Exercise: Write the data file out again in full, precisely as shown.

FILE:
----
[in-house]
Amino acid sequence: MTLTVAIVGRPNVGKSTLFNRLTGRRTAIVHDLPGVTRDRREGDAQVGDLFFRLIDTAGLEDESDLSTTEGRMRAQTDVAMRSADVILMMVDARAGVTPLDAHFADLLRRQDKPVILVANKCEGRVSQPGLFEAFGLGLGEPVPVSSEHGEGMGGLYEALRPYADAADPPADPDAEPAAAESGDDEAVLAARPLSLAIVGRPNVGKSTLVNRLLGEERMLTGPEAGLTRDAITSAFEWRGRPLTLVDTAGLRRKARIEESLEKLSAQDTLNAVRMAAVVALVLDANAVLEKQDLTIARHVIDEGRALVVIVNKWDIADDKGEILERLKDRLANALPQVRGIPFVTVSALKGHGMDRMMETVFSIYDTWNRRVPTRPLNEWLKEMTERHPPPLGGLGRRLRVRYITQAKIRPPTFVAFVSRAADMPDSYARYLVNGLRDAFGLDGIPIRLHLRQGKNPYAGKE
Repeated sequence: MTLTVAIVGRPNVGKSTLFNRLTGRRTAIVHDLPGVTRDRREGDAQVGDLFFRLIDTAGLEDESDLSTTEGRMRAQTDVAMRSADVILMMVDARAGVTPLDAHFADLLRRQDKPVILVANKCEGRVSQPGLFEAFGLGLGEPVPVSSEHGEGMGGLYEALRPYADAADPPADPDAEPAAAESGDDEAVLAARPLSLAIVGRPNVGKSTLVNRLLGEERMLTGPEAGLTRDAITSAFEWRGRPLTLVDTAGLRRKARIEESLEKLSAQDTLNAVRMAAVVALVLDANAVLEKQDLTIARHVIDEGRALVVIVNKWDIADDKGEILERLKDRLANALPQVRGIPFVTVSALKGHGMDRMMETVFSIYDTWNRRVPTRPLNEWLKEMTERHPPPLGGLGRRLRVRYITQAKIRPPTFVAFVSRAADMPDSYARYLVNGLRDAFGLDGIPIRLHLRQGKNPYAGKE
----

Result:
[in-house]
Amino acid sequence: MTLTVAIVGRPNVGKSTLFNRLTGRRTAIVHDLPGVTRDRREGDAQVGDLFFRLIDTAGLEDESDLSTTEGRMRAQTDVAMRSADVILMMVDARAGVTPLDAHFADLLRRQDKPVILVANKCEGRVSQPGLFEAFGLGLGEPVPVSSEHGEGMGGLYEALRPYADAADPPADPDAEPAAAESGDDEAVLAARPLSLAIVGRPNVGKSTLVNRLLGEERMLTGPEAGLTRDAITSAFEWRGRPLTLVDTAGLRRKARIEESLEKLSAQDTLNAVRMAAVVALVLDANAVLEKQDLTIARHVIDEGRALVVIVNKWDIADDKGEILERLKDRLANALPQVRGIPFVTVSALKGHGMDRMMETVFSIYDTWNRRVPTRPLNEWLKEMTERHPPPLGGLGRRLRVRYITQAKIRPPTFVAFVSRAADMPDSYARYLVNGLRDAFGLDGIPIRLHLRQGKNPYAGKE
Repeated sequence: MTLTVAIVGRPNVGKSTLFNRLTGRRTAIVHDLPGVTRDRREGDAQVGDLFFRLIDTAGLEDESDLSTTEGRMRAQTDVAMRSADVILMMVDARAGVTPLDAHFADLLRRQDKPVILVANKCEGRVSQPGLFEAFGLGLGEPVPVSSEHGEGMGGLYEALRPYADAADPPADPDAEPAAAESGDDEAVLAARPLSLAIVGRPNVGKSTLVNRLLGEERMLTGPEAGLTRDAITSAFEWRGRPLTLVDTAGLRRKARIEESLEKLSAQDTLNAVRMAAVVALVLDANAVLEKQDLTIARHVIDEGRALVVIVNKWDIADDKGEILERLKDRLANALPQVRGIPFVTVSALKGHGMDRMMETVFSIYDTWNRRVPTRPLNEWLKEMTERHPPPLGGLGRRLRVRYITQAKIRPPTFVAFVSRAADMPDSYARYLVNGLRDAFGLDGIPIRLHLRQGKNPYAGKE